Where are you right now? What are you doing? Well, besides reading this piece about staying in the moment.
Are you actually aware of what is happening in the present?
These days, we are so caught up in the past or future, always thinking about our to-do list, unread emails, urgent text messages. It’s so easy to forget what we are doing right now.
That’s where the practice of yoga and meditation helps: I was at a vinyasa class the other night that started off with an introspective pose (child's pose or balanasa). As our heads lay softly on our mats and our bodies were curled underneath us, the teacher instructed us to let go of our thoughts and future plans. She suggested that we let them fade away to the side of our minds because, for the duration of class, we would not be worrying about them and anyway they’d still be there when it was done. For that period, I only needed to focus on the breath, each yoga move, the way my body felt.
This whole concept of “living in the moment” has been guiding the way I try to live ever since. I have been living with awareness and intention, moving from one moment to the next. It has helped me become more present, productive and in-tune with my intuition.
This more aware lifestyle has already impacted the way I make decisions: Instead of operating on autopilot, I question everything, asking things such as, “Is this what I want to be doing?” and “How does this make me feel today?” Just the intention of checking in with myself helps to bring me into the present moment. Because what worked yesterday may not work today. Our bodies, minds, souls are evolving.
The first day after living with such awareness ended on a high note. I was in bed with a cup of peppermint tea, almond milk and a teaspoon of honey. (Local, raw, unfiltered honey releases melatonin in the brain, so it’s great to have before falling asleep.) I completed the majority of my to-do list—and not just completed it, but felt great about what I was putting out into the world.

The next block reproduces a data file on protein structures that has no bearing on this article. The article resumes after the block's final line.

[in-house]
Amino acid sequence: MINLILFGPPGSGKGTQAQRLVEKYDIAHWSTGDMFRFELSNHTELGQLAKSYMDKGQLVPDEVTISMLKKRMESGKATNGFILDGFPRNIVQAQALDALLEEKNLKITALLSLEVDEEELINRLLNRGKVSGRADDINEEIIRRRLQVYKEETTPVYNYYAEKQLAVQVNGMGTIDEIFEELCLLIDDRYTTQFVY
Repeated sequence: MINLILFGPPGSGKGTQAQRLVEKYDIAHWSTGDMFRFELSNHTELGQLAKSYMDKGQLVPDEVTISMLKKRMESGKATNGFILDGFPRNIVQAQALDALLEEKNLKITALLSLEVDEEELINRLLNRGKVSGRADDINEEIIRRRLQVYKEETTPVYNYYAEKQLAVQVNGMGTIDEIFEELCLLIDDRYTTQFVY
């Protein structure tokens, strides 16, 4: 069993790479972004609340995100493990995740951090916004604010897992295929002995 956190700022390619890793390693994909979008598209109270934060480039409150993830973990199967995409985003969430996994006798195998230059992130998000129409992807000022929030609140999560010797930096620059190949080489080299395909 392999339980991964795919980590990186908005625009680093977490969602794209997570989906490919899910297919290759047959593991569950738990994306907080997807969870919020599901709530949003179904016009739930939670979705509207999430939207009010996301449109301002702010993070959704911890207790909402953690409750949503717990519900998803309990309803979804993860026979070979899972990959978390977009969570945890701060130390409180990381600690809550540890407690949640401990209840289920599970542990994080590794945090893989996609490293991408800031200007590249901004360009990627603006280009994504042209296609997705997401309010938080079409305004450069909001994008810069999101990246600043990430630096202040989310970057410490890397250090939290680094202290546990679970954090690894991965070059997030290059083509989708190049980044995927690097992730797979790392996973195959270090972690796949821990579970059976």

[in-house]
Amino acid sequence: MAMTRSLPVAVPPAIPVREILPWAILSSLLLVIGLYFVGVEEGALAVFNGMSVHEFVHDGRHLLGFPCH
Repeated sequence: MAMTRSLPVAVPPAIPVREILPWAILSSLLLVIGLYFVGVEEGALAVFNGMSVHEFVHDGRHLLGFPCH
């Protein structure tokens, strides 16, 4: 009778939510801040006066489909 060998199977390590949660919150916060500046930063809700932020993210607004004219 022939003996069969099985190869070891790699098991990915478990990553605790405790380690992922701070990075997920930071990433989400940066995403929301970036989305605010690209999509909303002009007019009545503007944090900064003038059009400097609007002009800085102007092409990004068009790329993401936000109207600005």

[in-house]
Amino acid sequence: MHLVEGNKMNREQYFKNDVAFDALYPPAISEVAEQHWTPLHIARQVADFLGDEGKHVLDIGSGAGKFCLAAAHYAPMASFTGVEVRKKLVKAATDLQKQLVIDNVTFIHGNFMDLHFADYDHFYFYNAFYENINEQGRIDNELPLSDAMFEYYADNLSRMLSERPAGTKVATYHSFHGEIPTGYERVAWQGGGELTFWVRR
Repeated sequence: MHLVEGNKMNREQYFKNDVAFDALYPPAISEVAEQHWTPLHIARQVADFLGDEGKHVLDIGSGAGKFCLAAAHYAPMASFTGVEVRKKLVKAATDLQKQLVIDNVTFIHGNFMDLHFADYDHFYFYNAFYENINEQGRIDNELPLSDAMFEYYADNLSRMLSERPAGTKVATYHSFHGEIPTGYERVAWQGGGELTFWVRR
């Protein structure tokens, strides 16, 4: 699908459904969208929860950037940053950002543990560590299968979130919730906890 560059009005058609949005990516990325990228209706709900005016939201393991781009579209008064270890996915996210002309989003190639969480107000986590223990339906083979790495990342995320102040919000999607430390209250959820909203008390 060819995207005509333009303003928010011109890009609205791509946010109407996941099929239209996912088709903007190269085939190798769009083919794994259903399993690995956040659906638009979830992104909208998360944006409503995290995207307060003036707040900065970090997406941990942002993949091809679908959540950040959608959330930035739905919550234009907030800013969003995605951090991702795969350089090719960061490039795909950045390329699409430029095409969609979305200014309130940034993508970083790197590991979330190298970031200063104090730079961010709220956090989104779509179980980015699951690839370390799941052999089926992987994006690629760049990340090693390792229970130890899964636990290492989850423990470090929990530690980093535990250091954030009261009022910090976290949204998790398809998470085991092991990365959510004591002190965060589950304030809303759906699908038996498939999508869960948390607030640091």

But the best effect of this way of living has been how I end up caring for my friends and family better than I normally do. Interesting, right? I sent my friend that postcard that was sitting on my desk for weeks. I texted my friend right at midnight to wish her a “Happy Birthday.” I sent my family a link to an article that I thought would bring them some smiles. I asked my brother to go on a road trip with me during the holidays. I bought my best friends a bottle of my favorite organic oils. (Yes, go buy some!) I called my mom. I bought a train ticket to visit my friends in Boston next month. The list goes on.
Living in the moment allows me to be more present for them. And being present for them makes me more appreciative of the important things in life.
The quality of our lives is directly connected to the relationships we have with ourselves and others. Living in the moment makes these relationships stronger and healthier. All it requires is taking a beat to check in with ourselves and listen to what our minds, bodies and souls need right this second. In the present moment. Right now.